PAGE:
Dictionary.com

inherit

[ in-her-it ]
/ ɪnˈhɛr ɪt /
Save This Word!
See synonyms for: inherit / inherited on Thesaurus.com

verb (used with object)

verb (used without object)

QUIZZES

QUIZ YOURSELF ON AFFECT VS. EFFECT!

In effect, this quiz will prove whether or not you have the skills to know the difference between “affect” and “effect.”
Question 1 of 7
The rainy weather could not ________ my elated spirits on my graduation day.

Origin of inherit

First recorded in 1275–1325; Middle English en(h)erit(i)en, from Middle French enheriter, from Late Latin inhērēditāre “to make heir”; see in-3, hereditary
pre·in·her·it, verb (used with object)re·in·her·it, verb
Dictionary.com Unabridged Based on the Random House Unabridged Dictionary, © Random House, Inc. 2021

British Dictionary definitions for inherit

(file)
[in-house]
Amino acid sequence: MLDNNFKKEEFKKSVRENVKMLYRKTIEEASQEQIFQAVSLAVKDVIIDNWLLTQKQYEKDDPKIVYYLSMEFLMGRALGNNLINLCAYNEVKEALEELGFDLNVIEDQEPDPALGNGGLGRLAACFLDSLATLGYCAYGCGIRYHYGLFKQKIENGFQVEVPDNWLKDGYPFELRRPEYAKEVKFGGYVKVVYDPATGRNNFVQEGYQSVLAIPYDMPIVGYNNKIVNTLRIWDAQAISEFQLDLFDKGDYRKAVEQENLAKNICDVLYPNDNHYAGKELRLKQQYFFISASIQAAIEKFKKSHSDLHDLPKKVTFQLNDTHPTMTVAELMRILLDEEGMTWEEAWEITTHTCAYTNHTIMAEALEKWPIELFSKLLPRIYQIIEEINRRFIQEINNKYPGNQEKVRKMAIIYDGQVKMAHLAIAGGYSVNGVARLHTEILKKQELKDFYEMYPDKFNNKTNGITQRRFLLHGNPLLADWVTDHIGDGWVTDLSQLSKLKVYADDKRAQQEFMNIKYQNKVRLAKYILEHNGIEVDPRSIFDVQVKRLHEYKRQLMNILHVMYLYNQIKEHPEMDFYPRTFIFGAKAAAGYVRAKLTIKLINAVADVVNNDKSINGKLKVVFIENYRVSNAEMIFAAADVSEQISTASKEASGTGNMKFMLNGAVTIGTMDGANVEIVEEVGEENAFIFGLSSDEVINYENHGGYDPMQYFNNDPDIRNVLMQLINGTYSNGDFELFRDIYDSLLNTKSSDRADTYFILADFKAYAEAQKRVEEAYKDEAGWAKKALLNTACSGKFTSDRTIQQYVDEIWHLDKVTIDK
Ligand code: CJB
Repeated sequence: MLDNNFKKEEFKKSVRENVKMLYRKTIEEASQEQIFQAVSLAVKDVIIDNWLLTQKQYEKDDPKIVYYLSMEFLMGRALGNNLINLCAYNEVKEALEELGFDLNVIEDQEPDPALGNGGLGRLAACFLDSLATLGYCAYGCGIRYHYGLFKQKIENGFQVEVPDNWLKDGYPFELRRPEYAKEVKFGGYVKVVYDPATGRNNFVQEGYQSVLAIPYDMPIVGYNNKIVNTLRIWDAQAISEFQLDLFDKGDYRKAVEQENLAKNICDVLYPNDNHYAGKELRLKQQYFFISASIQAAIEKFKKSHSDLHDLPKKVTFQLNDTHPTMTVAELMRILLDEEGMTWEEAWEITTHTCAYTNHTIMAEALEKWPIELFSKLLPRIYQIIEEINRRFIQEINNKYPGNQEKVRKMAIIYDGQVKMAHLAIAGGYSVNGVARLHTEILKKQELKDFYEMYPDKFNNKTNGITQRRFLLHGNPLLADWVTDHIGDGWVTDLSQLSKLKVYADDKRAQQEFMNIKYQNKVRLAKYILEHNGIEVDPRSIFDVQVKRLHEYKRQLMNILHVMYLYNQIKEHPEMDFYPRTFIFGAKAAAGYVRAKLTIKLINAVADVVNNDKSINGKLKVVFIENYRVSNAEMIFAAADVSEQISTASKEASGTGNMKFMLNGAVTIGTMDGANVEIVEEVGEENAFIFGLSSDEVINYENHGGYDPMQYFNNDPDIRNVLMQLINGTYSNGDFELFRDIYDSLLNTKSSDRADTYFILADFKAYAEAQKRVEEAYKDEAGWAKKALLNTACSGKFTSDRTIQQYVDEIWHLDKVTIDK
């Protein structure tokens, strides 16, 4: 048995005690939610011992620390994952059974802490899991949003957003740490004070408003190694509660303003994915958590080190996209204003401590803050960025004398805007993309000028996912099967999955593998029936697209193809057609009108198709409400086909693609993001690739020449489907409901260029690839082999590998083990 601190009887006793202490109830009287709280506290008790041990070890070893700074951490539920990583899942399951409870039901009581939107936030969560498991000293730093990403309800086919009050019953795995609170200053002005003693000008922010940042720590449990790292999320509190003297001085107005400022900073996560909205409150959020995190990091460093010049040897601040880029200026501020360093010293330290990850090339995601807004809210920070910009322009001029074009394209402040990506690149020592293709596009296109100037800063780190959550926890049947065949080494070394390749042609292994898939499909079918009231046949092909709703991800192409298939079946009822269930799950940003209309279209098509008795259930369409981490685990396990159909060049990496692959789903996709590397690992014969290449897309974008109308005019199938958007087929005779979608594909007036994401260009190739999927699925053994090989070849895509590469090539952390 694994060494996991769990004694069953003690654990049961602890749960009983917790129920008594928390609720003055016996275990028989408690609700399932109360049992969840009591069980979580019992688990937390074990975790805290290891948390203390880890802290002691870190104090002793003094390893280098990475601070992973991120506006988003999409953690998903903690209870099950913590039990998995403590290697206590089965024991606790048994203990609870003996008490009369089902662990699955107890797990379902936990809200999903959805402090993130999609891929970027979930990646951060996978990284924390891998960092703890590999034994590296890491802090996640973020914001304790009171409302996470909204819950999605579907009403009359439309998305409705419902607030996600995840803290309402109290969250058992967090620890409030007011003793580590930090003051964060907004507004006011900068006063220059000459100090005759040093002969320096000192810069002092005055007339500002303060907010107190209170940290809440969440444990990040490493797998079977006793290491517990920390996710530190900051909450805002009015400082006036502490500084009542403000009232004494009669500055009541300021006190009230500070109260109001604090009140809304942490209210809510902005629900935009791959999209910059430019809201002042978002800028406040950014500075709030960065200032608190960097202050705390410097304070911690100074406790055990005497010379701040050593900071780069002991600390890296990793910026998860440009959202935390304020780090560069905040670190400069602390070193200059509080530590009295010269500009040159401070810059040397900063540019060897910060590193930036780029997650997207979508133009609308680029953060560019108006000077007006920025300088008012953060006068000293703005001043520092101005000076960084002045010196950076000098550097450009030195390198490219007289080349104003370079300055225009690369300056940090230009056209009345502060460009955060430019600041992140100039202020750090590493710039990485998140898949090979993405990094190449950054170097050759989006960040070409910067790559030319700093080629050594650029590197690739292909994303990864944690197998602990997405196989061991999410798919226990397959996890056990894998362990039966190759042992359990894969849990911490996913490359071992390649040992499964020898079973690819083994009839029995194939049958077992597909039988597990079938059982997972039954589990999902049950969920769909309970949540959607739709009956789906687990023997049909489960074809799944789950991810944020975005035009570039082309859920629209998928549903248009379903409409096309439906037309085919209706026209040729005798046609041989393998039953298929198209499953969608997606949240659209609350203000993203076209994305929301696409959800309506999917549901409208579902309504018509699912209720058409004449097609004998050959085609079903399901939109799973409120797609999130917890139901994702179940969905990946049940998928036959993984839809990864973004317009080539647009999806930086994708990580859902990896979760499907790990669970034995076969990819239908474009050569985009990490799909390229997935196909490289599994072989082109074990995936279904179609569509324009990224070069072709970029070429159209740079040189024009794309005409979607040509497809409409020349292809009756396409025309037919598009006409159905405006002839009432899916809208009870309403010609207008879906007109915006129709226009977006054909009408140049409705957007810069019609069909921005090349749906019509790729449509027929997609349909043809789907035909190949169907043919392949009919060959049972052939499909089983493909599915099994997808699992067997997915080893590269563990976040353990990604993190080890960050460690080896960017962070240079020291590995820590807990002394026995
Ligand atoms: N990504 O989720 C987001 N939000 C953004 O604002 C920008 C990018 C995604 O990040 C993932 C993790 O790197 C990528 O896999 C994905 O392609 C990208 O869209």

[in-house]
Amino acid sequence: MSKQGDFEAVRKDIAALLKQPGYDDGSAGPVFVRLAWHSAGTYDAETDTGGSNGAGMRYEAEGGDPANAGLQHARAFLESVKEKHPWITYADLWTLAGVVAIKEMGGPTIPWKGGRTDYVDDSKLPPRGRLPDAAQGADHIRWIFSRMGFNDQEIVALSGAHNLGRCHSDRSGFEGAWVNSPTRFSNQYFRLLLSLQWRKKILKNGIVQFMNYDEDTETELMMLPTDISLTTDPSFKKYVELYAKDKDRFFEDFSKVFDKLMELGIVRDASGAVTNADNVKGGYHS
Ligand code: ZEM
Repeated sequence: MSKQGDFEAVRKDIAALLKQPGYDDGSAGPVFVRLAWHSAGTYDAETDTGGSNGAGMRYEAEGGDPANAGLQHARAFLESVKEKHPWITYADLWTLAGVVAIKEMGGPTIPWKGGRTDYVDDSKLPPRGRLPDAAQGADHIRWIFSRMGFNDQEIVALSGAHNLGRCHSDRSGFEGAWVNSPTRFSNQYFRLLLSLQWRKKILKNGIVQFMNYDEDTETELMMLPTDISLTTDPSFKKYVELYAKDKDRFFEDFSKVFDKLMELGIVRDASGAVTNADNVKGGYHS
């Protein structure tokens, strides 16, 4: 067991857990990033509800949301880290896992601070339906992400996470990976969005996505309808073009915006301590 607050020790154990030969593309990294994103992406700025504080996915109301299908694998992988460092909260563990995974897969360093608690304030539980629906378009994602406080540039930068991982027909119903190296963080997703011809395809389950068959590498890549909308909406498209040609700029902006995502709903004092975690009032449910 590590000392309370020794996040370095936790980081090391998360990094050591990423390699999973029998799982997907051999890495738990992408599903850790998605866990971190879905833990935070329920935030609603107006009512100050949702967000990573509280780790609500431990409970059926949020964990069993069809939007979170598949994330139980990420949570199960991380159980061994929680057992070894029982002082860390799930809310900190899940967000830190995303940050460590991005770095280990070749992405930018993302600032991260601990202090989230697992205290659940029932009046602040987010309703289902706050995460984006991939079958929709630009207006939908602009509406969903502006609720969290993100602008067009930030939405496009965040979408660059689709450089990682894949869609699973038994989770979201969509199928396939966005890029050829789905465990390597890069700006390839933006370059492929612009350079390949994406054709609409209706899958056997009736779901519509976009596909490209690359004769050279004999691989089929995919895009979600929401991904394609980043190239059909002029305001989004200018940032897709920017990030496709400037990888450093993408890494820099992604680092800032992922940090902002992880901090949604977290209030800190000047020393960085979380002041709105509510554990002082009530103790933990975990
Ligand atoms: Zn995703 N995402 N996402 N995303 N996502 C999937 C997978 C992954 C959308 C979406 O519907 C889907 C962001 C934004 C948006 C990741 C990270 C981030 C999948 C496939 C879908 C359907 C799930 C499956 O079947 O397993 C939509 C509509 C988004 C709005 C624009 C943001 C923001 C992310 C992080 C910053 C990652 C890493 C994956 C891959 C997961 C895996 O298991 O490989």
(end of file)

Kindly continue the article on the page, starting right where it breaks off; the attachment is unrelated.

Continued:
inherit
/ (ɪnˈhɛrɪt) /

verb -its, -iting or -ited

to receive (property, a right, title, etc) by succession or under a will
(intr) to succeed as heir
(tr) to possess (a characteristic) through genetic transmission
(tr) to receive (a position, attitude, property, etc) from a predecessor
inherited, adjectiveinheritor, nouninheritress or inheritrix, fem n
C14: from Old French enheriter, from Late Latin inhērēditāre to appoint an heir, from Latin hērēs heir
Collins English Dictionary - Complete & Unabridged 2012 Digital Edition © William Collins Sons & Co. Ltd. 1979, 1986 © HarperCollins Publishers 1998, 2000, 2003, 2005, 2006, 2007, 2009, 2012

Medical definitions for inherit

inherit
[ ĭn-hĕrĭt ]

v.

To receive a trait from one's parents by genetic transmission.
The American Heritage® Stedman's Medical Dictionary Copyright © 2002, 2001, 1995 by Houghton Mifflin Company. Published by Houghton Mifflin Company.
Learn A New Word Right Now!